A name only for enemies (major spoilers ahead)
Black Panther: Wakanda Forever came out this Friday, and had been an emotional ride. The antagonist this time was K’uk’ulkan, otherwise known as Namor. While the character is a known face in the comics, the MCU has altered his origin story by a great deal. This came to the point where even his name carries a lot of weight. Let’s take a closer look at the character that Tenoch Huerta portrayed so brilliantly.
The Origin of Namor
In the comics, Namor is born to the princess of Atlantis and an American sea captain, thereby getting a physiology that combines the Atlanteans and humans. He is also an alpha-level Mutant, and his X-gene granted him flight and strength that rivals even Thor. In the MCU, he retains these powers, but his background is different. Instead of Atlantis, they developed Talokan, an underwater kingdom that came to be during the Mesoamerican era. His name was changed to K’uk’ulkan, otherwise known as the Plumed Serpent God. So what about Namor? Director Ryan Coogler came up with the perfect way to get this name.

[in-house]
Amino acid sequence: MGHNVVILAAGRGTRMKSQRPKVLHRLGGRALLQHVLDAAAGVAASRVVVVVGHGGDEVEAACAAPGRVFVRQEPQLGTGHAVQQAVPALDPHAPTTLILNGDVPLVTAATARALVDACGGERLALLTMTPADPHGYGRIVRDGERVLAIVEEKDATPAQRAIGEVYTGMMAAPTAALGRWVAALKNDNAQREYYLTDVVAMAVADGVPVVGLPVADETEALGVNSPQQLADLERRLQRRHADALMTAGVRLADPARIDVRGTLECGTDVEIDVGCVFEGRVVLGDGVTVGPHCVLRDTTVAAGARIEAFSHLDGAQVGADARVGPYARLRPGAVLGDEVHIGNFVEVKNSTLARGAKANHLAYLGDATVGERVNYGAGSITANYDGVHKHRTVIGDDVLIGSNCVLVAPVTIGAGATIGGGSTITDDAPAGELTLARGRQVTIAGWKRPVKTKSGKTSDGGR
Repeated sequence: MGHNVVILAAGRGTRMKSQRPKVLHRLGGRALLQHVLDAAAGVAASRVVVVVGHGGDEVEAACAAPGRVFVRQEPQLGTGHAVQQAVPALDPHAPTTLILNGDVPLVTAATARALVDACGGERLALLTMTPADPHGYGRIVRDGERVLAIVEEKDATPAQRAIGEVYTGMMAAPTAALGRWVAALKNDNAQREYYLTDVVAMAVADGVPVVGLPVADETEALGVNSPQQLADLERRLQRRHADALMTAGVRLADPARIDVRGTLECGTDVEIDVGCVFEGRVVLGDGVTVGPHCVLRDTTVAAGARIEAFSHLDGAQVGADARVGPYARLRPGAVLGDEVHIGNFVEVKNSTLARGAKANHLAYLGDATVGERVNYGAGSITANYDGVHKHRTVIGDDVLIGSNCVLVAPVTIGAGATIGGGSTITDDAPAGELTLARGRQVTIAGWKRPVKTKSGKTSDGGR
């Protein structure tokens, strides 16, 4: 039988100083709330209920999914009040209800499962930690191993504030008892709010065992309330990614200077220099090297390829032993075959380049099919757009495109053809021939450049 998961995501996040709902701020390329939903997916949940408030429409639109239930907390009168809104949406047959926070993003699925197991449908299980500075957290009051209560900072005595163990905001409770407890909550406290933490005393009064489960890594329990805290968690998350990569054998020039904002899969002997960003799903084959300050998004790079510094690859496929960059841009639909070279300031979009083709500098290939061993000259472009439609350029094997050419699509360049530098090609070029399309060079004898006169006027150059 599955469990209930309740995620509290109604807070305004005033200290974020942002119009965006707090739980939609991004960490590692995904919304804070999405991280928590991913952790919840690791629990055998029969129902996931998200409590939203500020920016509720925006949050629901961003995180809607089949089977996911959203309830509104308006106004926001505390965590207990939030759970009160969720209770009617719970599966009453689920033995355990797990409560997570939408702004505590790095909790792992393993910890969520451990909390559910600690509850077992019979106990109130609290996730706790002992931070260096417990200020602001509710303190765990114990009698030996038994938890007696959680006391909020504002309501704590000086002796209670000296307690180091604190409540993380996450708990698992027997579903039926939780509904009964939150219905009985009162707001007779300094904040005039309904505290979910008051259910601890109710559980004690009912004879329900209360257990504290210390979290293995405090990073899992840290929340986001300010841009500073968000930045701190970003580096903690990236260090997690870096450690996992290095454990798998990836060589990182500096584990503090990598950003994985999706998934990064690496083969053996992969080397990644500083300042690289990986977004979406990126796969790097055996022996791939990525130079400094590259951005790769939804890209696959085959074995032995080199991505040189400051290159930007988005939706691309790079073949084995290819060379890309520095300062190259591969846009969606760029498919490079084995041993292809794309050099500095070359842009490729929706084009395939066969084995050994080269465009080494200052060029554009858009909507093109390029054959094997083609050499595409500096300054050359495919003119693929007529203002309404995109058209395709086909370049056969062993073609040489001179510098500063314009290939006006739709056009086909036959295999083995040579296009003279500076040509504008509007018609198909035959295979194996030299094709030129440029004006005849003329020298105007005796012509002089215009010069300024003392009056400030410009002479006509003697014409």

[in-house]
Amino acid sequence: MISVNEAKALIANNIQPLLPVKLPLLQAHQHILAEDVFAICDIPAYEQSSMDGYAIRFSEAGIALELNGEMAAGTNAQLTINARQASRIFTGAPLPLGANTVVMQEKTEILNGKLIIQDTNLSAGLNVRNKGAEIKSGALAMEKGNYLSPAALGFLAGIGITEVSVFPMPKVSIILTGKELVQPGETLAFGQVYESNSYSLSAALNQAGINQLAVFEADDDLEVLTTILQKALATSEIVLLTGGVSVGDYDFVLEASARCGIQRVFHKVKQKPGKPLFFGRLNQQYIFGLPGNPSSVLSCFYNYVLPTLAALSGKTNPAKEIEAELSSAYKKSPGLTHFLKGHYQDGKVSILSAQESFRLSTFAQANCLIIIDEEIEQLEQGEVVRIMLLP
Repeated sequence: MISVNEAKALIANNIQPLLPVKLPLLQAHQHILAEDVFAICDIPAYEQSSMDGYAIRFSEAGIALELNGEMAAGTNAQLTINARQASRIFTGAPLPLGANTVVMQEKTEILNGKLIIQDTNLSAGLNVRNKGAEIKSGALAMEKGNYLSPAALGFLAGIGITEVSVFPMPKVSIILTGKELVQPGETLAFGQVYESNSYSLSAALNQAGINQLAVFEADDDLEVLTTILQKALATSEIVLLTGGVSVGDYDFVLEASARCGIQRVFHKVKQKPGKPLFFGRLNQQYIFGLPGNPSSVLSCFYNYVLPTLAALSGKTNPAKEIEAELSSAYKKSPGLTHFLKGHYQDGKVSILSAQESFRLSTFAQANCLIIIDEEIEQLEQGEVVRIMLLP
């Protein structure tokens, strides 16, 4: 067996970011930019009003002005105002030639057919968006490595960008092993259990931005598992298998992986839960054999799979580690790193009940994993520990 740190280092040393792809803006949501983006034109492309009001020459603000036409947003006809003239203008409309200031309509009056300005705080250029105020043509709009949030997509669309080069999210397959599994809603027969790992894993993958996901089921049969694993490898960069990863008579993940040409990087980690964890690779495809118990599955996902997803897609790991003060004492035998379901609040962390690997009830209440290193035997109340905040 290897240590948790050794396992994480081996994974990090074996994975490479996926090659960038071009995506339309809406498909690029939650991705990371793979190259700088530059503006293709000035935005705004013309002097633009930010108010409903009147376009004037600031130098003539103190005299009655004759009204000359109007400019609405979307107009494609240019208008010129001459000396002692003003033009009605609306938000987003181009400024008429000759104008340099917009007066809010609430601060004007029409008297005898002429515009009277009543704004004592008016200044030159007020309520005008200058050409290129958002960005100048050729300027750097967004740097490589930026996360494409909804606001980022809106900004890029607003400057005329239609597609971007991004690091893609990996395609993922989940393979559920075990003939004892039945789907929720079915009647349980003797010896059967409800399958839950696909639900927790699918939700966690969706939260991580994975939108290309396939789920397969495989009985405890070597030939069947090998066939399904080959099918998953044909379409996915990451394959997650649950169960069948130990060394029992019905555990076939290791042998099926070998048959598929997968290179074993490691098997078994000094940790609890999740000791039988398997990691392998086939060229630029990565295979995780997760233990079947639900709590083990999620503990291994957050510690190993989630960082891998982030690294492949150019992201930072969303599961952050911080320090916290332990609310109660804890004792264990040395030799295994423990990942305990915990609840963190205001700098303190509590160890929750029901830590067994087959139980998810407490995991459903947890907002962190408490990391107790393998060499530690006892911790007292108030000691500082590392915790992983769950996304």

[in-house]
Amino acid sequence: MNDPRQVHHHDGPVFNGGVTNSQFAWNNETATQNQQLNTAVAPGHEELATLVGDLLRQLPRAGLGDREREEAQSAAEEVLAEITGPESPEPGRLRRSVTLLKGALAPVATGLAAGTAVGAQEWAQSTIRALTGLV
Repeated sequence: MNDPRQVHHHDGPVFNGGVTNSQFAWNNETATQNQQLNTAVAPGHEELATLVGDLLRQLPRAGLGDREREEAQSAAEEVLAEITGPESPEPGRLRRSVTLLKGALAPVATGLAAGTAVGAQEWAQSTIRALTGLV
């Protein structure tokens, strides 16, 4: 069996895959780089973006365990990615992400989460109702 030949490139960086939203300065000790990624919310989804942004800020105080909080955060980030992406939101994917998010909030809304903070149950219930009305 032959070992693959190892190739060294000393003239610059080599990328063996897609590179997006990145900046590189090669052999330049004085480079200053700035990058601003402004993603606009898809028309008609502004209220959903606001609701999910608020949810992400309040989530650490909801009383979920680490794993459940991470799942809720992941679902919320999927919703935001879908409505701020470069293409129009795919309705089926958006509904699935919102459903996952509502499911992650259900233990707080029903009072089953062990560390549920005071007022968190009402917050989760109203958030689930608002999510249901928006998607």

The era of the Talokans began in the 16th century when a small Mesoamerican community ingested a plant that grew in vibranium-rich soil. Their shaman assured them that this would save them from skin diseases and Spanish colonizers. K’uk’ulkan’s mother was pregnant with him when she ate it. Soon after, the community discovered they can no longer breathe the surface air and had to be underwater.
How did the name come?
K’uk’ulkan was the first Mutant among them, and it caused him to age slowly. He still looked like a boy when his mother died. Her last wish was to be buried where she was born. When K’uk’ulkan led his people to the place, he found out colonizers were there. They attacked him and his tribe, but were killed instead. A dying priest says, “niño sin amor,” which translates to “child without love.” He took the ‘Namor’ part from that and used it as a war tag.
Black Panther: Wakanda Forever is currently in theatres.